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"Likewise, if you have burnt insufficient wood, there's no way to raise heat production in case the outside temperature drops unexpectedly."

There is an exception when you don't need to adapt the heating to the changes in outside temperature: if the walls of the house have high mass: concrete, (thick) brick, adobe, stone. These walls can store heat for a day with just a few °C temperature drop (and that is also an advantage in summer, allowing to cool the walls with nightly ventilation).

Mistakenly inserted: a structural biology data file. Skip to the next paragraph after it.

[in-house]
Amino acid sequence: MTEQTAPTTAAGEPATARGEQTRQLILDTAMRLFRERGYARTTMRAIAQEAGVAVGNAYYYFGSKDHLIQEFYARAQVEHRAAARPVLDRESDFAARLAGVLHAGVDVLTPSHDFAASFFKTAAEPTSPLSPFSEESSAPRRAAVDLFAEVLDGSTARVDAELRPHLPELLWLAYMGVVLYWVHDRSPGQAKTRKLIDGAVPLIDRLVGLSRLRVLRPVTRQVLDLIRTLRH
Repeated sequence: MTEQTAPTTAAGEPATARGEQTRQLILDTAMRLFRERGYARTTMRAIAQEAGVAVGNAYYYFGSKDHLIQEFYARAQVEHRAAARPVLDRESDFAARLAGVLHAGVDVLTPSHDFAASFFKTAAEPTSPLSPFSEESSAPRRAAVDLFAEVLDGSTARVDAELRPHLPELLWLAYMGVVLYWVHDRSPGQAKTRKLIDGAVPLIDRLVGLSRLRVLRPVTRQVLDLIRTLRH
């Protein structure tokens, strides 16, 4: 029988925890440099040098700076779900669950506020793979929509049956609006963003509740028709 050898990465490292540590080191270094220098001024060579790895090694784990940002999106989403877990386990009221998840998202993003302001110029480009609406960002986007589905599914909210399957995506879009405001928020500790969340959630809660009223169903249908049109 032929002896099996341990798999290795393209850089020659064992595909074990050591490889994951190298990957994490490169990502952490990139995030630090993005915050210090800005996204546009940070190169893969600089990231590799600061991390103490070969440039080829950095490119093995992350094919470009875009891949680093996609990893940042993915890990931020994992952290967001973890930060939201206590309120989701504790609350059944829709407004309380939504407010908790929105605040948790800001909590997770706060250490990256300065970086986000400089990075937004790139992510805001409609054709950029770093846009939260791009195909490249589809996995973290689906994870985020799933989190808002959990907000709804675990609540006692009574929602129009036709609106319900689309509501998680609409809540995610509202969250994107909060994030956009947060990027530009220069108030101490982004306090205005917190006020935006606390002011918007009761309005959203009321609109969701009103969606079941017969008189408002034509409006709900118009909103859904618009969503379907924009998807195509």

That's why tile stoves are traditional in adobe houses and fireplaces in wood houses.



A radiant floor works also best with a condensing boiler which are most efficient when working at lowest temperatures.



Electric cars commonly use heated seats and driving wheels as it is much more efficient than heating the cabin, thereby increasing range.

Ryan Kelly


This is really interesting, thanks! Coincidentally I think I started following you on instagram a few weeks ago! I can't seem to find any info as to the actual measurable difference in heating a space between radiant woodburner and convection woodburner. The former must still produce a vast amount of hot air, and all the hot surfaces will create hot air. We are looking for a wood stove that we can cook on, but most seem to be radiant and we have a large space to heat...


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